A big issue in school reopening — insurance — is handled by the Y
LYNDEN — The Lynden School District has partnered with the YMCA to offer childcare for kindergartners through fifth graders at Fisher Elementary School.
The childcare program will start Sept. 14, with one full-time option and two part-time options for parents to choose from. The program allows for the equivalent of 30 full-time students.
The new childcare program left some local parents upset or confused about how childcare is possible at the school when regular school operations are shut down due to the COVID risk.
“Yes, there have been lots of questions about how childcare is allowed in a school facility but schools cannot be open for in-person learning,” Jim Frey, Lynden School District superintendent, said in an email. “Childcare programs have remained open since the stay-home order was issued by Gov. Inslee in March and school facilities were closed to in-person learning.”
Frey explained that when distant learning was decided for the Lynden School District on Aug. 10, childcare became a priority for families needing it to balance work and school.
“We had already been in discussion with the YMCA to provide before- and after-school care, so began talking about whether they could provide an all-day program as it was anticipated it would be helpful for families,” Frey said.
The school’s insurance is one of the main hangups for the school district actually opening for in-person learning.
“Because childcare is staffed and operated by the YMCA, their insurance covers the program and our insurance does not come into play other than what is normally required when individuals or organizations utilize our facilities,” Frey said. “We checked with both the health department and our insurance company to make sure we were on solid ground.”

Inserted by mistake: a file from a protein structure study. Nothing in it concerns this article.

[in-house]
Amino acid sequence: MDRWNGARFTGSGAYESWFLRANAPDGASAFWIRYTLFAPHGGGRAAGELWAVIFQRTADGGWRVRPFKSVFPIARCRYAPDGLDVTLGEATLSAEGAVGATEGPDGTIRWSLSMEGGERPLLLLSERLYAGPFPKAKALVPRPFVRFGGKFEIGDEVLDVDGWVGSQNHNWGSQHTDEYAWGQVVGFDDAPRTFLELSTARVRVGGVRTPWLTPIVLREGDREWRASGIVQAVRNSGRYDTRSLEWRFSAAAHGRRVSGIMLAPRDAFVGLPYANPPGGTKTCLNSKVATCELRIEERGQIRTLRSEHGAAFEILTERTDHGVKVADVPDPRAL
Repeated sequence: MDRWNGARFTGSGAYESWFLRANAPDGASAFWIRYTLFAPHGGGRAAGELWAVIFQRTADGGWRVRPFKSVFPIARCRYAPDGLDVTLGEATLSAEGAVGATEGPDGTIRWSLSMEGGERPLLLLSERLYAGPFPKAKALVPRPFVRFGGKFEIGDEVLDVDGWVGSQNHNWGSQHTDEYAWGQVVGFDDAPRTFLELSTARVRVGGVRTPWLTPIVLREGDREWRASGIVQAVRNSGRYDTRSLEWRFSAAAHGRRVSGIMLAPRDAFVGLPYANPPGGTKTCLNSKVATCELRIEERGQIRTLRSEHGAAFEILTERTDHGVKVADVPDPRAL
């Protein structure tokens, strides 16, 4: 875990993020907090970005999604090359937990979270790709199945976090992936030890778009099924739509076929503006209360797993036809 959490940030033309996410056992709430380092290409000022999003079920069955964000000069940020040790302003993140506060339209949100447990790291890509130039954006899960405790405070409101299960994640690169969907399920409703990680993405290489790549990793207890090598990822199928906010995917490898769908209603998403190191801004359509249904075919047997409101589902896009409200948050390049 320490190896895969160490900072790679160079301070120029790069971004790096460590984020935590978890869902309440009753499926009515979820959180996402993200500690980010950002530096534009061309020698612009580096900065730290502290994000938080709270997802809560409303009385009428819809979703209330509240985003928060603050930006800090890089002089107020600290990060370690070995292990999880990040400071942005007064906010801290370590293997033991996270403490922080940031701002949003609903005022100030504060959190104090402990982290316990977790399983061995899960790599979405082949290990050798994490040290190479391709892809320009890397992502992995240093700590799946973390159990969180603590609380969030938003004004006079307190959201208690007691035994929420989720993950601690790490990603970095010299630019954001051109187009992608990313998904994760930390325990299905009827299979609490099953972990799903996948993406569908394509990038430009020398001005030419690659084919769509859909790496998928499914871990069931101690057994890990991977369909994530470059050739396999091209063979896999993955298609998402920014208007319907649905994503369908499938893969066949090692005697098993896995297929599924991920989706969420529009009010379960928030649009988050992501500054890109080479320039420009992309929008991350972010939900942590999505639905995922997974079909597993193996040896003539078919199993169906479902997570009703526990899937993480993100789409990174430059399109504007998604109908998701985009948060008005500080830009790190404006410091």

According to Frey, the YMCA childcare program will have one to two adults per each 10-12 students. The YMCA’s childcare program will allow for students to participate in their schoolwork.
“Some LSD classified staff (paraeducators or other) will be available to provide some support around technology, so students can access the distance learning model while at childcare during the day,” Frey said. “LSD staff are not there to provide instruction in a classroom setting, as instruction is being facilitated by teachers in the distance learning model and most classified staff will be working to support all students in a variety of ways.”
The latest guidelines from the Whatcom County Health Department support a slow opening of schools, and Frey said the YMCA will work with the school district and adjust accordingly.
Remote learning at all levels across the Lynden School District started on Sept. 8.
“As we start school on Tuesday, our goal is to provide as much support to our students as possible and make this a good experience for the children and families we serve,” Frey said. “Our teachers and staff have been working extremely hard to get ready and are looking forward to engaging with their students. We know there is a good deal of anxiety and concern about how this will work and how we will make sure all kids receive the education they deserve. We know not everything will be perfect and there will be some bumps along the way, but we are here to provide the best possible education we can to all students. We are taking a learning stance and value the feedback we are receiving from families and expect to learn and adjust as we go.”